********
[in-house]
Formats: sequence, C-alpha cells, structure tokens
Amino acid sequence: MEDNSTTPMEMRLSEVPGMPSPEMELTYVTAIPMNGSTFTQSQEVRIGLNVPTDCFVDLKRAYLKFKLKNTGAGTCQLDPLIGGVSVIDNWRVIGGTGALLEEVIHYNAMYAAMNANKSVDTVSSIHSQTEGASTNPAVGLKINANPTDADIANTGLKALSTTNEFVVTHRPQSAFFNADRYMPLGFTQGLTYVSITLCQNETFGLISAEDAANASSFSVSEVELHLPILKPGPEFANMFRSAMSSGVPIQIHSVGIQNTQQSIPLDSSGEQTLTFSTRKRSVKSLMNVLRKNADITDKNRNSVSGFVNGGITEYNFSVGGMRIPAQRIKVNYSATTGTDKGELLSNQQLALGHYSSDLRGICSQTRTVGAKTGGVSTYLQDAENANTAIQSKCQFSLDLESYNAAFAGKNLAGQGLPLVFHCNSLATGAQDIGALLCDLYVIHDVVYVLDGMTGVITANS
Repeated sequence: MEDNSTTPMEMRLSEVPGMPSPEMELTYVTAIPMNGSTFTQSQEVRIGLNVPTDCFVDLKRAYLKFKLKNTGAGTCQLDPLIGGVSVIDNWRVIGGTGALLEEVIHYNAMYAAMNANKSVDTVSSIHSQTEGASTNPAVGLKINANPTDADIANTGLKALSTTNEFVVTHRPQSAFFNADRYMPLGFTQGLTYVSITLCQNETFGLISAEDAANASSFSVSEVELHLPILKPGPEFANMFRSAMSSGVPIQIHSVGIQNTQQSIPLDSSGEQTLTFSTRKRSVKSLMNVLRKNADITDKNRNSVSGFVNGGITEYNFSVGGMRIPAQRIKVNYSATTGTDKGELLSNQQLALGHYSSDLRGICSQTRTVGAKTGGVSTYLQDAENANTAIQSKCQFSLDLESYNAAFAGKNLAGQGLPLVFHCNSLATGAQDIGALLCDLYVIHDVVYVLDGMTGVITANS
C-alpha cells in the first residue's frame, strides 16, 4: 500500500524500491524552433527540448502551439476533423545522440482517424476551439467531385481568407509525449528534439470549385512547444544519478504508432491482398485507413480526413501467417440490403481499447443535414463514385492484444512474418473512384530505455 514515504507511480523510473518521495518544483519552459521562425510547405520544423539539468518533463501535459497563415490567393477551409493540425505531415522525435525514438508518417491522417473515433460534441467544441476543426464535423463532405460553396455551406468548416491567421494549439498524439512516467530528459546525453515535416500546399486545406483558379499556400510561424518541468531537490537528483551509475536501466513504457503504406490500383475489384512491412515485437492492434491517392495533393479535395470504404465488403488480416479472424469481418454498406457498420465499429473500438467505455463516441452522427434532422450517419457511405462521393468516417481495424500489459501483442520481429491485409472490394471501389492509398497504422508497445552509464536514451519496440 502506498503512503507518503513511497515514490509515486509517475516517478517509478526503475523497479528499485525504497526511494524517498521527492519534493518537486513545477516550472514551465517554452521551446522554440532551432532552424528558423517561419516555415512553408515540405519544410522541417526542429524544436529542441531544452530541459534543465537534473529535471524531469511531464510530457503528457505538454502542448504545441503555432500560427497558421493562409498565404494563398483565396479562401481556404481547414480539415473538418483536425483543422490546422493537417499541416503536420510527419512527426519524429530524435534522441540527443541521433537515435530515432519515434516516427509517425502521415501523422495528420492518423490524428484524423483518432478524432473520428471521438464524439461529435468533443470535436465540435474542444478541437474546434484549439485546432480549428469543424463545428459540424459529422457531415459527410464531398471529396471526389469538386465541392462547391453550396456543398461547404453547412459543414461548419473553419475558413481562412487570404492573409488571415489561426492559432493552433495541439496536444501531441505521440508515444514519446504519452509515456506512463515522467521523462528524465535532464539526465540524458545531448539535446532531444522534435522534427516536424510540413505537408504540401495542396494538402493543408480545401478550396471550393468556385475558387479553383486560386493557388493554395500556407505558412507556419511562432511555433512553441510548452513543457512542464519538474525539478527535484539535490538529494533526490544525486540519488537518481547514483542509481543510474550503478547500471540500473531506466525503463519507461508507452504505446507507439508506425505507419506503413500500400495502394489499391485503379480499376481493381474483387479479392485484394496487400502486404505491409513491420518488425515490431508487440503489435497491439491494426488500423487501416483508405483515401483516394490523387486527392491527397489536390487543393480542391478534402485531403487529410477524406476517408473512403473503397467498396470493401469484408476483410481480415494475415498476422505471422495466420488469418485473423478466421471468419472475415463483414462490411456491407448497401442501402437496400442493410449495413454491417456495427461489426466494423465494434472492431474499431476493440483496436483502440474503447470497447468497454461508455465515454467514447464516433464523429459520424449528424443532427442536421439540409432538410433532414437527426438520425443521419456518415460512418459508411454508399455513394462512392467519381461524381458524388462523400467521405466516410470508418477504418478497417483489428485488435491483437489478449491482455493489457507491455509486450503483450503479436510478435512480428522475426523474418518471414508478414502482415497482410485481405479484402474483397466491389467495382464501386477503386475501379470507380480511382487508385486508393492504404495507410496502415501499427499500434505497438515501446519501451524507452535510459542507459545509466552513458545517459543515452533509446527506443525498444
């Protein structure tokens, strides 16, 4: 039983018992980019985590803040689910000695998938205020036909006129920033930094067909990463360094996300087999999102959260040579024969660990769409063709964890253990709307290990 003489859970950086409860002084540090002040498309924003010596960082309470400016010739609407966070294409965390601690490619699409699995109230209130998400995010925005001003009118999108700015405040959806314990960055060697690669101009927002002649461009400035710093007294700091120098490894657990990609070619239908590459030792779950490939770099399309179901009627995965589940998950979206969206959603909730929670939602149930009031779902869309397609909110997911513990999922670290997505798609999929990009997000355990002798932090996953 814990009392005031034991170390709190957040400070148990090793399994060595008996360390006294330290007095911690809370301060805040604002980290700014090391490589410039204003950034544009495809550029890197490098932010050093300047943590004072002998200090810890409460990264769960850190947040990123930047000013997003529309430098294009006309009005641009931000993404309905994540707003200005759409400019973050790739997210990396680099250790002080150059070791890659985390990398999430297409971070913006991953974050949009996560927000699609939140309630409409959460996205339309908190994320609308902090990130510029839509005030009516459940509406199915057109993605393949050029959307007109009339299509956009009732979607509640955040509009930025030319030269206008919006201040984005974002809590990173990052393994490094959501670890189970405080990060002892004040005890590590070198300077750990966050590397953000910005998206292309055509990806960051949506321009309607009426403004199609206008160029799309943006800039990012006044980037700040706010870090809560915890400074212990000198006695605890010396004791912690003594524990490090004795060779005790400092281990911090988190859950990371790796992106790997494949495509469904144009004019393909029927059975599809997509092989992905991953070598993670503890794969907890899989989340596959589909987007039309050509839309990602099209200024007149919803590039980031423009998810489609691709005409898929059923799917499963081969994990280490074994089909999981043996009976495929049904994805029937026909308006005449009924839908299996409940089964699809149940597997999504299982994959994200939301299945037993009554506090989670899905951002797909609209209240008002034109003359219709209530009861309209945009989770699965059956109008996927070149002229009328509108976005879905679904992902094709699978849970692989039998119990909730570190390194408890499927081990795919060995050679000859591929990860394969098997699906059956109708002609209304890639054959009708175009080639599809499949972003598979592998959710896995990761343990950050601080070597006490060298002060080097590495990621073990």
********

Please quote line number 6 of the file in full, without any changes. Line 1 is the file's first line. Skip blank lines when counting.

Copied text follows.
């Protein structure tokens, strides 16, 4: 039983018992980019985590803040689910000695998938205020036909006129920033930094067909990463360094996300087999999102959260040579024969660990769409063709964890253990709307290990 003489859970950086409860002084540090002040498309924003010596960082309470400016010739609407966070294409965390601690490619699409699995109230209130998400995010925005001003009118999108700015405040959806314990960055060697690669101009927002002649461009400035710093007294700091120098490894657990990609070619239908590459030792779950490939770099399309179901009627995965589940998950979206969206959603909730929670939602149930009031779902869309397609909110997911513990999922670290997505798609999929990009997000355990002798932090996953 814990009392005031034991170390709190957040400070148990090793399994060595008996360390006294330290007095911690809370301060805040604002980290700014090391490589410039204003950034544009495809550029890197490098932010050093300047943590004072002998200090810890409460990264769960850190947040990123930047000013997003529309430098294009006309009005641009931000993404309905994540707003200005759409400019973050790739997210990396680099250790002080150059070791890659985390990398999430297409971070913006991953974050949009996560927000699609939140309630409409959460996205339309908190994320609308902090990130510029839509005030009516459940509406199915057109993605393949050029959307007109009339299509956009009732979607509640955040509009930025030319030269206008919006201040984005974002809590990173990052393994490094959501670890189970405080990060002892004040005890590590070198300077750990966050590397953000910005998206292309055509990806960051949506321009309607009426403004199609206008160029799309943006800039990012006044980037700040706010870090809560915890400074212990000198006695605890010396004791912690003594524990490090004795060779005790400092281990911090988190859950990371790796992106790997494949495509469904144009004019393909029927059975599809997509092989992905991953070598993670503890794969907890899989989340596959589909987007039309050509839309990602099209200024007149919803590039980031423009998810489609691709005409898929059923799917499963081969994990280490074994089909999981043996009976495929049904994805029937026909308006005449009924839908299996409940089964699809149940597997999504299982994959994200939301299945037993009554506090989670899905951002797909609209209240008002034109003359219709209530009861309209945009989770699965059956109008996927070149002229009328509108976005879905679904992902094709699978849970692989039998119990909730570190390194408890499927081990795919060995050679000859591929990860394969098997699906059956109708002609209304890639054959009708175009080639599809499949972003598979592998959710896995990761343990950050601080070597006490060298002060080097590495990621073990």